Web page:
Students learn the ropes in Winder-Barrow military program
By Ryan Blackburn
WINDER - While other teenagers are savoring the waning days of summer
break, a gung-ho group of 20 Winder-Barrow High School students ran
laps, did push-ups and tried to master knot-tying, a skill they'll
need as the first members of the school's new National Army Cadet
"We're catching on pretty quickly," said Brett Downing, a rising
junior and one of the 400 students who will take cadet classes
offered this year at both Winder-Barrow and Apalachee high schools.
"I was pretty surprised."
During his first two years at Winder-Barrow, Brett urged principals
and school board members to consider adding a cadet program like
other schools in the state have had for years.
He wants someday to fly a jet in the Air Force, and having a
military-focused class will give him a head start and a sense of belonging.
"To me, it's just like one big family," Brett said.
After dozens of e-mail requests, petitions and surveys that Brett
asked fellow students to complete, the Barrow County Board of
Education approved the cadet corps program in April, setting aside
$338,000 to fund the classes, including two instructors' salaries and
benefits, equipment and uniforms for 300 pre-registered students.
"When I found out that we got it, I was basically screaming and
hollering," Brett said. "The board of education put up such a fight
with it because they weren't sure the funding was there."
School board members wanted assurance that the Army would offset some
of the cost of the program - as the military does for Junior Reserve
Officers Training Corps (JROTC) programs - and didn't get that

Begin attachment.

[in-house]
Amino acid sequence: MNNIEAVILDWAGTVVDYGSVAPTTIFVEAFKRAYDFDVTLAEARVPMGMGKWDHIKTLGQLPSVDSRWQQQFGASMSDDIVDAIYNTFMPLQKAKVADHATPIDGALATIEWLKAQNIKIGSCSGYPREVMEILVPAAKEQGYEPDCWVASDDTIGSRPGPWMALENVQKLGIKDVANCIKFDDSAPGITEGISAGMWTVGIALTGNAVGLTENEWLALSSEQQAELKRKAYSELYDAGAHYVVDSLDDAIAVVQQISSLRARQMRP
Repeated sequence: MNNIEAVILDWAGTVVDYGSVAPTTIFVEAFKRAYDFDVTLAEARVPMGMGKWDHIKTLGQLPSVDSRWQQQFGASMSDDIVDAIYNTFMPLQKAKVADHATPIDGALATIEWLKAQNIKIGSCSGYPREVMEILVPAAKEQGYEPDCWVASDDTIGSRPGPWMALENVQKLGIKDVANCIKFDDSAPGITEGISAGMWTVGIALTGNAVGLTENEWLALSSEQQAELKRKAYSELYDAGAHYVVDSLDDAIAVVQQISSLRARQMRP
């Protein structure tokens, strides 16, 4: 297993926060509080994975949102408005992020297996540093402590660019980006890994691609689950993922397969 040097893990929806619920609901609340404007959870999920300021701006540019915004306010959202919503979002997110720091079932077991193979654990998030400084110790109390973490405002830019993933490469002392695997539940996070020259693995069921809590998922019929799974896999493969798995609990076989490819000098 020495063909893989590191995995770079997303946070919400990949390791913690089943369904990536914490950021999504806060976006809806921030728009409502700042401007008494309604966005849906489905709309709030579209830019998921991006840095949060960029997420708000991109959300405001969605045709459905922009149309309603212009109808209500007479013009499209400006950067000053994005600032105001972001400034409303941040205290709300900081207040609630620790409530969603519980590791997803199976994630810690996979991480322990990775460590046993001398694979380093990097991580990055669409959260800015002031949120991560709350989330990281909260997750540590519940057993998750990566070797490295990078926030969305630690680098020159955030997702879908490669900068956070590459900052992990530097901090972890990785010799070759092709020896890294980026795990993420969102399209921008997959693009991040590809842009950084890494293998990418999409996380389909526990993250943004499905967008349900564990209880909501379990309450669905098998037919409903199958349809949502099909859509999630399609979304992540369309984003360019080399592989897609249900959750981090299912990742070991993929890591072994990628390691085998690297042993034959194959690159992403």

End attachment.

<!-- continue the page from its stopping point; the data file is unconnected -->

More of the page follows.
guarantee. But with so many interested students, the Army may soon
pick up part of the tab, said Maj. Tom Evans, an instructor at Winder-Barrow.
Most schools that apply for JROTC funding must submit to a year-long
evaluation, but the new Winder program is high up on a list of
requests, Evans said.
"We have done everything we needed to do to satisfy (the Army's)
requirements," Evans said. "It's more a matter now of them making a
To keep the program eligible for the Army funds, the school district
must register at least 10 percent of both Winder-Barrow and Apalachee
students and meet with JROTC administrators to make sure instructors
deliver the curriculum appropriately, he said.
JROTC can reach students who don't go for other traditional
extracurricular activities like football and band, Principal Al Darby said.
"This is something I feel our county, our school system, has needed
for the past 20 years," Darby said. "Now we'll be able to make even
more of an impact on a wider variety of kids than any other program we have."
JROTC students aren't obligated to enlist after they graduate, but
may enlist to take advantage of military programs that pay tuition,
board and other expenses for college students in exchange for a tour of duty.
And they leave high school with leadership, problem-solving and other
skills employers are always looking for, Evans said.
"I think what some people get caught up in is that it's a (military)
recruitment tool. That's absolutely not what this is about," he said.
While they have not yet worn their uniforms, Brett and other cadets
are planning to make a big debut at a football game to show off their pride.
"Just the whole brigade coming onto the field, it'll be like 'Boom.
This is who we are and what we've become,' " he said.